Unlike other forms of holistic health, healing, and wellbeing - such as acupuncture, massage, or even Yoga - the breath does not require any special accessories or equipment. It does not require anyone or anything else outside of you. Once you have learnt how to connect with the breath - and go deeper into yourself - you have learnt an essential power that will be both your friend and your guide through the challenges of pregnancy, birth and parenting.
It IS good because it FEELS good
Before we go into any elaborate physiological details of why the breath helps us to feel more calm, composed and empowered let me first simply say that even without the wealth of information and research that we now have to support the benefits of the breath and mindfulness, you will absolutely and instinctively know these benefits for yourself - because you will FEEL them! And it feels truly Wonderful!
During my hypnobirthing classes, and antenatal preparation as a Doula, I use a variety of techniques to encourage women to begin to develop their relationship and connection with the breath. Women almost ALWAYS report feeling more calm, positive, grounded and confident- amongst other wonderful things – at the end of doing these simple exercises.
The benefits become evident simply by doing the practises themselves.
The breath and the nervous system.
Conscious breathing holds the powerful capacity to calm and stabilise our nervous system. In this way it directs and re-directs our emotional state, our physical body, and our reactions to events. When we breathe deeply and calmly we trigger our para-sympathetic nervous system, also know as the ‘rest and digest’ response - as opposed to our sympathetic nervous system, the ‘fight or flight’ stress response. In this way conscious breathing changes both our emotional and physical state. The physical repercussion include lowering the blood pressure and the heart rate which in tern reduces stress and anxiety.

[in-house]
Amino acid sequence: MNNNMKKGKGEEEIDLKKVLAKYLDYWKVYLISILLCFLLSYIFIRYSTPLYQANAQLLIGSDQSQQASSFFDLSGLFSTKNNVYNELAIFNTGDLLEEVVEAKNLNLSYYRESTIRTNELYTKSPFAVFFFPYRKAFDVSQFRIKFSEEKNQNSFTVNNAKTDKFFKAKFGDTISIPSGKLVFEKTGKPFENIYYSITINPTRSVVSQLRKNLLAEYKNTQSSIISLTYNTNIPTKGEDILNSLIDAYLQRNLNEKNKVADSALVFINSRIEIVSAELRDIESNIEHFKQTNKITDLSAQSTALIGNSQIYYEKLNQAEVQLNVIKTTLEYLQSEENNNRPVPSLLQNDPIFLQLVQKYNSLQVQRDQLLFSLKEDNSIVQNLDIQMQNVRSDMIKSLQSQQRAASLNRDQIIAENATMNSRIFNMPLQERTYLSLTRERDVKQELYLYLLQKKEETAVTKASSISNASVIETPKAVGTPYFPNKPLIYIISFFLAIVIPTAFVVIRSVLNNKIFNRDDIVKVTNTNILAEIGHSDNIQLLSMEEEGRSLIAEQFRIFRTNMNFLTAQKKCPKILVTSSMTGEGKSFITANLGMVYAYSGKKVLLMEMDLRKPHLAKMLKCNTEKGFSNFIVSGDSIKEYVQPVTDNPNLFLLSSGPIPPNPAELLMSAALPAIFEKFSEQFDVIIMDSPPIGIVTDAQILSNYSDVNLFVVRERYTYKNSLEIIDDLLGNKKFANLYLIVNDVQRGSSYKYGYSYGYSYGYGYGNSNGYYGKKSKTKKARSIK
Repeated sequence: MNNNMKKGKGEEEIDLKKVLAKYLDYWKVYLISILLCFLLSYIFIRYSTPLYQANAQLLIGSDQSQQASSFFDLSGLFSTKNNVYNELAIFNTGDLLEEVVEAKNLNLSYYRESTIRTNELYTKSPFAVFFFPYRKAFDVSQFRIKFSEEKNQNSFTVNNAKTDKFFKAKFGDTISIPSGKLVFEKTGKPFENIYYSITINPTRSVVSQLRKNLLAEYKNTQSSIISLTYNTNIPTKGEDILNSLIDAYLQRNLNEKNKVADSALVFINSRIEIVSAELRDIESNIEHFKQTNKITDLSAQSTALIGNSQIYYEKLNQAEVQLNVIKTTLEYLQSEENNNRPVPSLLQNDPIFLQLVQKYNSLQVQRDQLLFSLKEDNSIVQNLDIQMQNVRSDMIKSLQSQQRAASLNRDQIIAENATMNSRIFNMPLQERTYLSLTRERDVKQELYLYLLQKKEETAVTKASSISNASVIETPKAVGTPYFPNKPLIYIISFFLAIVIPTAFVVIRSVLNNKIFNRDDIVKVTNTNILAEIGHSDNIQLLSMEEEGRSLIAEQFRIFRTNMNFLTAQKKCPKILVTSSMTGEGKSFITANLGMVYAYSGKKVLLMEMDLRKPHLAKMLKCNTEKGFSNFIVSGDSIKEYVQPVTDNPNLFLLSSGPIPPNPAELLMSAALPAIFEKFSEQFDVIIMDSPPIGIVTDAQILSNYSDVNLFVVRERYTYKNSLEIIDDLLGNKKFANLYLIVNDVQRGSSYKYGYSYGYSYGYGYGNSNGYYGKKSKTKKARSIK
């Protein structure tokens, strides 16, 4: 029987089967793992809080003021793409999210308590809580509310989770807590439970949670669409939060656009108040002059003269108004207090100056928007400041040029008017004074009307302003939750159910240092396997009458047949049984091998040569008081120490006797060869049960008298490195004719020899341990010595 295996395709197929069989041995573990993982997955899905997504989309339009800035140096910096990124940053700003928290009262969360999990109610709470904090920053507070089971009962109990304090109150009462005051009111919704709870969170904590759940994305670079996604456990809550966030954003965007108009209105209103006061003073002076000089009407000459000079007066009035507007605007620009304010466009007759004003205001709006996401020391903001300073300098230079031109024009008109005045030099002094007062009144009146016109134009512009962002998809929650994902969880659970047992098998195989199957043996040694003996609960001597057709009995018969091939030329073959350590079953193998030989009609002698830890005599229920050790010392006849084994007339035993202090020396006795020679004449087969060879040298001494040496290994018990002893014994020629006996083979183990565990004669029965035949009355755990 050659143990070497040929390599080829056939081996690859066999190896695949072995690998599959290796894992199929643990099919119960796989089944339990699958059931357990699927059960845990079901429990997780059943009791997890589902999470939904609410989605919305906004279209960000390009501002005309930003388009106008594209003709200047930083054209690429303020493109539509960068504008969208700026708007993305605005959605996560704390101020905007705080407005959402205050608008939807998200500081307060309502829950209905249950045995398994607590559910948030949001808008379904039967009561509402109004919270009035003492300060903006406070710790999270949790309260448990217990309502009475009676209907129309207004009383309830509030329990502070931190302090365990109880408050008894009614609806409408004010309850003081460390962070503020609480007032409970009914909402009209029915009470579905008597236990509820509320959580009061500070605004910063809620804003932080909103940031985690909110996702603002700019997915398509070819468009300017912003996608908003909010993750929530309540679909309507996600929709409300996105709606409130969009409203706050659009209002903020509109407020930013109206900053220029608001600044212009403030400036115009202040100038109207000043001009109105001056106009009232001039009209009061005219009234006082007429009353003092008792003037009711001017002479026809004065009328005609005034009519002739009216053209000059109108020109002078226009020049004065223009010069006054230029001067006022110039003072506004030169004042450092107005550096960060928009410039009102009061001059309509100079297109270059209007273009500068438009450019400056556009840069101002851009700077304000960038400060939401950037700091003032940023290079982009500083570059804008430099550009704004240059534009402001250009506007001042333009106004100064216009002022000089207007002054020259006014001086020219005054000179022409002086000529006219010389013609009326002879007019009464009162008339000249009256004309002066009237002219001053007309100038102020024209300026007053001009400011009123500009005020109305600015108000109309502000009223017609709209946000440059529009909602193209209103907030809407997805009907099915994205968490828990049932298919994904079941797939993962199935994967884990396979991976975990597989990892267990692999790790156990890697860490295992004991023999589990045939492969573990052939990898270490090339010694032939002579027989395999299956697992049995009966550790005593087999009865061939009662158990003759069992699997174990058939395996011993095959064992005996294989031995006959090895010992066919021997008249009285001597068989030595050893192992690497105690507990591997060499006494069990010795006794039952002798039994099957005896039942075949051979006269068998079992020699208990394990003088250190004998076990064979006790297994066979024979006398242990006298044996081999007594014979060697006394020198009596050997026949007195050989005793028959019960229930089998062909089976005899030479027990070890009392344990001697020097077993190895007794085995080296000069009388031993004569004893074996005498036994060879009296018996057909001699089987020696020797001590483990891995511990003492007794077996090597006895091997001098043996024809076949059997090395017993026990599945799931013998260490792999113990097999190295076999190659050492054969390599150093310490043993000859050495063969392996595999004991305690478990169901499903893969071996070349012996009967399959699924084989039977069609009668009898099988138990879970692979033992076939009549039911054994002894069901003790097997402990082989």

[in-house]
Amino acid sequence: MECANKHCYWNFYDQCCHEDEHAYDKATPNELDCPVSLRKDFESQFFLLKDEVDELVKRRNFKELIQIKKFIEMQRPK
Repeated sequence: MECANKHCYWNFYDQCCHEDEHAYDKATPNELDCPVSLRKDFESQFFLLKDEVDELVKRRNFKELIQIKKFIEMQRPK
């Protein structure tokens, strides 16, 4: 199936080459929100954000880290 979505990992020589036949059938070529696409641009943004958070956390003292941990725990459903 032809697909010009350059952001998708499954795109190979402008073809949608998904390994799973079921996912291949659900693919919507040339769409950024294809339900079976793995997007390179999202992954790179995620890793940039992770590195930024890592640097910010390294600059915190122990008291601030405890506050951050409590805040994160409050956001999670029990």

Numerous studies have also shown that our ability to balance stresses by regularly moving into the ‘rest and digest’ response (into the parasympathetic nervous system, and out of the sympathetic nervous system) is essential for our physical and emotional wellbeing and healing.
Oxytocin and the Breath
In the world of birth, breastfeeding, and bonding, Oxytocin truly is Queen Bee.
Oxytocin is the hormone and neurotransmitter that it responsible for making the uterus contract during labour, as well as making the muscles around the milk ducts contract to release the mothers breast milk during breastfeeding.
Almost everyone in the birth world will tell you that Oxytocin is the labour and birth hormone par excellent, but what many people don’t know is that Oxytocin is also uniquely linked to a range of other intricate human emotions and behaviours such as closeness, receptivity, openness, nurturing and nourishment.
In ‘The Oxytocin factor,’ Dr Kerstin Uvnas Moberg explores this miraculous role that Oxytocin plays in human behavior and bonding. She argues that since Maternal bonding is so strongly influenced by this hormone, Oxytocin is arguably a key factor in the continuation of the species itself.
Dr Moberg refers to Oxytocin as the ‘calm and connectedness,’ hormone and explores, in depth, how it works to elicit the exact mirror opposite of the stress ‘fight or flight’ system. Unsurprisingly then, is the relationship with this hormone to relaxing and calming activities such as massage, meditation, positive thought and yes, you guessed it deep breathing! In particular, Oxytocin is associated with the ‘exhale’ or the outbreath, which is why particular emphasis is placed on a long slow outbreath during labour.
When we rest and relax we trigger Oxytocin, and when we breath deeply we calm the nervous system. Thus in a complex web and interplay with the ‘rest and digest’ (parasympathetic nervous system) response, and the ‘calm and connectedness’ hormone Oxytocin, the breath can have a powerful effect in stimulating relaxation and reducing stress, which are vital – if not indispensable - aspects of cultivating a positive labour and birth.
Baby and the breath
Whilst the effects described above undoubtedly have positive repercussions for the emotional wellbeing of the mother, they equally hold the potential for positive repercussions on the wellbeing of her unborn child.